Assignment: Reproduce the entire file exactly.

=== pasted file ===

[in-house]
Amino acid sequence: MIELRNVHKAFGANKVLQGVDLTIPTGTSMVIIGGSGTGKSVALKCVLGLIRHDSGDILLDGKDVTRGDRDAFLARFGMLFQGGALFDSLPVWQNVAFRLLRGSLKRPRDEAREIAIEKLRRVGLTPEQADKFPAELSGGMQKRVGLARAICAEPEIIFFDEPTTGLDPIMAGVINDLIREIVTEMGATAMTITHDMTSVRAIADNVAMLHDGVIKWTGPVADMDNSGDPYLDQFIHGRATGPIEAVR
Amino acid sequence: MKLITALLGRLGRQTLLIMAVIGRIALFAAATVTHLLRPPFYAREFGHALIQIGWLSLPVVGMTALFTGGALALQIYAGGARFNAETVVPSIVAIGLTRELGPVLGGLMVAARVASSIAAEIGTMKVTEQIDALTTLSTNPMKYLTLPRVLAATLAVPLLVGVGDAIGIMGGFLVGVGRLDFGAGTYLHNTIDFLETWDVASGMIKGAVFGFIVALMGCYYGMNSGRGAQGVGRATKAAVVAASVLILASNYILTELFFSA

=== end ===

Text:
[in-house]
Amino acid sequence: MIELRNVHKAFGANKVLQGVDLTIPTGTSMVIIGGSGTGKSVALKCVLGLIRHDSGDILLDGKDVTRGDRDAFLARFGMLFQGGALFDSLPVWQNVAFRLLRGSLKRPRDEAREIAIEKLRRVGLTPEQADKFPAELSGGMQKRVGLARAICAEPEIIFFDEPTTGLDPIMAGVINDLIREIVTEMGATAMTITHDMTSVRAIADNVAMLHDGVIKWTGPVADMDNSGDPYLDQFIHGRATGPIEAVR
Amino acid sequence: MKLITALLGRLGRQTLLIMAVIGRIALFAAATVTHLLRPPFYAREFGHALIQIGWLSLPVVGMTALFTGGALALQIYAGGARFNAETVVPSIVAIGLTRELGPVLGGLMVAARVASSIAAEIGTMKVTEQIDALTTLSTNPMKYLTLPRVLAATLAVPLLVGVGDAIGIMGGFLVGVGRLDFGAGTYLHNTIDFLETWDVASGMIKGAVFGFIVALMGCYYGMNSGRGAQGVGRATKAAVVAASVLILASNYILTELFFSA